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The USGS released the first-ever assessment of the geologic carbon sequestration storage capacity of the United States. The new estimate, 3000 metric gigatons of storage, is based on USGS assessments of the nation’s technically accessible storage resources, and is based on peer-reviewed methodology.
Ultimately, the USGS identified 36 viable basins for carbon storage, and determined that approximately 65 percent of the storage capacity is located in the Coastal Plains region of the southeastern United States. Basins were chosen based on depth, proximity to groundwater, and the presence of a sealing rock layer to prevent the injected carbon from escaping.
Map of the conterminous United States and Alaska showing 8 regions (separated by bold dashed lines), evaluated areas (bluish gray) that were not assessed, and 36 areas (pattern) that were assessed by the U.S. Geological Survey for carbon dioxide (CO2) storage. Resources in federally owned offshore areas were not assessed, and Hawaii was considered unlikely to have significant storage resources. Regions and study areas are plotted over a shaded-relief image showing higher elevations in brown and tan and lower elevations in green.
The Center for Climate and Energy Solutions (C2ES) released a report titled “Leveraging Natural Gas to Reduce Greenhouse Gas Emissions”. This report examines the implications of expanded natural gas use in the economy, and recommends plans of action to maximize the climate benefits of natural gas.
The report estimates that natural gas will benefit the U.S. for the short- to mid-term by helping the U.S. work toward energy independence and gradually weaning the nation off petroleum and coal. However, the report notes that natural gas should not be a long-term solution because its use still produces green house gas emissions, such as methane, and that we should ensure that investment in low-carbon energies remains a priority.
In the power sector, the report concludes that rather than competing, natural gas and renewable energies should be viewed as complimentary. According to the report, natural gas’s ability to quickly scale-up or down its electricity production acts as a good buffer against the intermittency of renewables.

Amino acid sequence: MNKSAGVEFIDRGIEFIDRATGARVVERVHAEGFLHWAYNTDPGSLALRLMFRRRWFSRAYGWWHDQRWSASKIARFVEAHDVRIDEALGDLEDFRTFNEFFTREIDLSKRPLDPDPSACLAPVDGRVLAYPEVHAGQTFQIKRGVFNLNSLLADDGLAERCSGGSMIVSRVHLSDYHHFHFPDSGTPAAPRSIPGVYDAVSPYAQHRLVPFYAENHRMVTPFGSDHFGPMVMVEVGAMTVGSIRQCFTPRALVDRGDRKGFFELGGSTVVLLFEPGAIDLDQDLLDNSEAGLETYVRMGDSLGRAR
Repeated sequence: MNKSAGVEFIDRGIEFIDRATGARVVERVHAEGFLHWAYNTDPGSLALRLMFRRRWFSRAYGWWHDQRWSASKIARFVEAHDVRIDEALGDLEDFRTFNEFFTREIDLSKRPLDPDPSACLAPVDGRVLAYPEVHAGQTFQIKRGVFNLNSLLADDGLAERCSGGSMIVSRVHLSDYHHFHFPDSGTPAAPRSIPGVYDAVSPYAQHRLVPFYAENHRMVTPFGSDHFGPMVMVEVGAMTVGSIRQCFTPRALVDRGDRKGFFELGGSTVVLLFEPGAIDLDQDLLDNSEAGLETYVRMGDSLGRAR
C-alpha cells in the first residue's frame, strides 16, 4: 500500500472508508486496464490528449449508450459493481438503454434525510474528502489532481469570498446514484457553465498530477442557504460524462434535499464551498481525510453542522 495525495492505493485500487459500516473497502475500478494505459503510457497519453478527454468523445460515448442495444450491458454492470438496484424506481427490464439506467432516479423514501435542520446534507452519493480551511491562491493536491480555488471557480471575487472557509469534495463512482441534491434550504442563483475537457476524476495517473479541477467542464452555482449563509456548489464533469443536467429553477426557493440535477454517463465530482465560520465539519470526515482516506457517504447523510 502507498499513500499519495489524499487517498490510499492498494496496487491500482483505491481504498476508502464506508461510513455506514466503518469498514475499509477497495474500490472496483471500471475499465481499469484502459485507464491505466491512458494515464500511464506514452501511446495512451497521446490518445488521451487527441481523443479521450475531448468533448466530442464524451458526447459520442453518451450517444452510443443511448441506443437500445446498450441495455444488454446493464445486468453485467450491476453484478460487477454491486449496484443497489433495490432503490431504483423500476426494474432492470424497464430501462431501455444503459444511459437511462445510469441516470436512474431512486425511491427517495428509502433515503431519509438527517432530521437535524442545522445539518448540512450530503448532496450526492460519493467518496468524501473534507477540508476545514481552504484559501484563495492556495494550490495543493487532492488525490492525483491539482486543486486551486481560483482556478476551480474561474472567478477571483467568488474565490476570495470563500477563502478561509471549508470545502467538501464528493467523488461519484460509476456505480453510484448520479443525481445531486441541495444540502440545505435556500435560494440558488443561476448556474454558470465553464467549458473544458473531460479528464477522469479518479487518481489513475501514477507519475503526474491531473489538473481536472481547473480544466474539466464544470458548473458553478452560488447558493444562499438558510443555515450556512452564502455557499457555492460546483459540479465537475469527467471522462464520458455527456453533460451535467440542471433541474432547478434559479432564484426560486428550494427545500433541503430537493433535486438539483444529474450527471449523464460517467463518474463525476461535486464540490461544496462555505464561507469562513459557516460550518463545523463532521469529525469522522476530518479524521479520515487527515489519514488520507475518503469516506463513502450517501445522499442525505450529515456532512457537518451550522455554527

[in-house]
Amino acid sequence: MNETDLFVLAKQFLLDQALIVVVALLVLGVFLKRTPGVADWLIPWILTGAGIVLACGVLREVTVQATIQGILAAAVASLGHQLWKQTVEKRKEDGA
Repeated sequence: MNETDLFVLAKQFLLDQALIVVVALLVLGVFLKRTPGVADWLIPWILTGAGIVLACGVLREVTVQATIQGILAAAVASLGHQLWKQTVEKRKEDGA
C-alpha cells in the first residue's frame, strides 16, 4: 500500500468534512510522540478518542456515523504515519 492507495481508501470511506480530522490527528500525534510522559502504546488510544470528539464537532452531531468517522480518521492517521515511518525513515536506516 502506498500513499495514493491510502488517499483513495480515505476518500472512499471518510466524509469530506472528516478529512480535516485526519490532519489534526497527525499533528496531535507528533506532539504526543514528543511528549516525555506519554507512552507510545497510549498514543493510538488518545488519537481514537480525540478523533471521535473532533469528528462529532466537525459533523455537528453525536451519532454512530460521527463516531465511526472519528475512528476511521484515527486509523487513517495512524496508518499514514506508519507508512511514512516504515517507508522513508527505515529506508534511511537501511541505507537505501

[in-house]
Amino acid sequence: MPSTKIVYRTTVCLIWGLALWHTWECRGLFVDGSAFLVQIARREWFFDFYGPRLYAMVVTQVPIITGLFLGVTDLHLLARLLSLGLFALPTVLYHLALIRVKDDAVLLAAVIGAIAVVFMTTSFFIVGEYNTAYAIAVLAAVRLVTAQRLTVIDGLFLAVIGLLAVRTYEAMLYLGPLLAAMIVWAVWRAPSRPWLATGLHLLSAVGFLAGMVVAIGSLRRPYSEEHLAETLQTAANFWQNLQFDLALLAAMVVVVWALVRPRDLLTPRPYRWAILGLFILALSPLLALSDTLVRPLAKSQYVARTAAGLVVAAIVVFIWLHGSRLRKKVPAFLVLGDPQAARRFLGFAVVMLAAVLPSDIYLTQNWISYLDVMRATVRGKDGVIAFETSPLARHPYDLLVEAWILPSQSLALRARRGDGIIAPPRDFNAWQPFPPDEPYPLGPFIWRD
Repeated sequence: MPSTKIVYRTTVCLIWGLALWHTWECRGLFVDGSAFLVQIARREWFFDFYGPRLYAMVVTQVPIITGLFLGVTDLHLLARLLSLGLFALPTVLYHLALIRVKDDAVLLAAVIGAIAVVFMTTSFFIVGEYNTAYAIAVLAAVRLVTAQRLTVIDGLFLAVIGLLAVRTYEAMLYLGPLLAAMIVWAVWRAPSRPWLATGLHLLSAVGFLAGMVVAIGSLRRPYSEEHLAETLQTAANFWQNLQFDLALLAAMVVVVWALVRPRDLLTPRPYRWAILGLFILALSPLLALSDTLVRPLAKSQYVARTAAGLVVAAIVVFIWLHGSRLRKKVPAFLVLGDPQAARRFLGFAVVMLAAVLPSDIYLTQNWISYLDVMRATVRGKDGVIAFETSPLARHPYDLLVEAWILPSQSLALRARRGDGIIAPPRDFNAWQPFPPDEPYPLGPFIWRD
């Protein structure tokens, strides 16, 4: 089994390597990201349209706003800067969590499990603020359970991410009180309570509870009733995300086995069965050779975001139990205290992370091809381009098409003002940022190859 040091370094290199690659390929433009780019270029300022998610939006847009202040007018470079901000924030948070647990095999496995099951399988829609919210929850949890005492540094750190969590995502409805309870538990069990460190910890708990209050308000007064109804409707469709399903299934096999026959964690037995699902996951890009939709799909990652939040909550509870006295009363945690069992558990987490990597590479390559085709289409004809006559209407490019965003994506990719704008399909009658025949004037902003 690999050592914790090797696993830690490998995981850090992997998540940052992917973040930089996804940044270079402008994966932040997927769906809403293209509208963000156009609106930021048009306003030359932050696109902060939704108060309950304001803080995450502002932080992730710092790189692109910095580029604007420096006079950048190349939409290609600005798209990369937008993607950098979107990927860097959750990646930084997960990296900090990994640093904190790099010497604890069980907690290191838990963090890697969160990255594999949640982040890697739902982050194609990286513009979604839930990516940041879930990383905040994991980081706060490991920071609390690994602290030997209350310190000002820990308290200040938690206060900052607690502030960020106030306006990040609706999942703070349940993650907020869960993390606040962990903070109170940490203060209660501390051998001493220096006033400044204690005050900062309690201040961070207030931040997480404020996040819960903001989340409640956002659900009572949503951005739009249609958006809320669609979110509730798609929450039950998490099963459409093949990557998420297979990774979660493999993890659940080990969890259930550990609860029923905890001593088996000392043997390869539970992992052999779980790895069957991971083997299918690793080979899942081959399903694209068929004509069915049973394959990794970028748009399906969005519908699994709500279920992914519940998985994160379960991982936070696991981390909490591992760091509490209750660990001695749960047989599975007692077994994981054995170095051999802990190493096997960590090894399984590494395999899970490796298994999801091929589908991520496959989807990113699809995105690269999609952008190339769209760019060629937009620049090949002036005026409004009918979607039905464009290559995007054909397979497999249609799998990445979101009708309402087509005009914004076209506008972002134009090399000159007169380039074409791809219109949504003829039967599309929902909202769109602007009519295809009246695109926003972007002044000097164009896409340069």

The report also contains site specific recommendations for the power, building, transportation, and manufacturing sectors, as well as distributed generation and infrastructure.
The Bureau of Land Management (BLM) announced that the comment period for the proposed rule to amend the BLM's commercial oil shale regulations has been reopened for 30 days. This rule would amend certain environmental protection requirements and issues about the royalty system for shale oil resources.
Several options are being considered for royalties, including an open comment period for each new lease sale, a sliding royalty rate based on market prices, and establishing an initial minimum royalty of 12.5% which could increase to a higher rate after the lease sale.
Several parties requested the extension in order to review the proposed revisions and potential impacts.
Comments are due by July 15, 2013.
The House Committee on Natural Resources Subcommittee on Energy and Mineral Resources held a mining oversight hearing on June 13, 2013. The hearing focused on mining fees and royalties, the withdrawal of certain lands from new mining claims, and Good Samaritan legislation for the cleanup of abandoned mine lands (AMLs).
Committee members Doug Lamborn (R-CO) and Peter DeFazio (D-OR) highlighted the need for mining law reform. Witnesses Steve Moyer of Trout Unlimited and Lauren Pagel of Earthworks voiced their support for mining legislation such as the Fair Payment for Energy and Mineral Production on Public Lands Act (H.R. 3446) that would institute federal mining royalties and levy a fee on mining operations to pay for the cleanup of AMLs. However, Kris Hefton, Chief Operating Officer of Vane Minerals, declared that royalties could make mining cost-prohibitive.
Moyer and Harold Roberts, Chief Operating Officer of Energy Fuels Resources Corp., also emphasized the need for improved Good Samaritan legislation such as S. 1777 or H.R. 3203 to enable organizations to voluntarily remediate AML sites without incurring liability under environmental laws.
Opening statements, witness testimonies and an archived webcast of the hearing can be found on the committee’s website.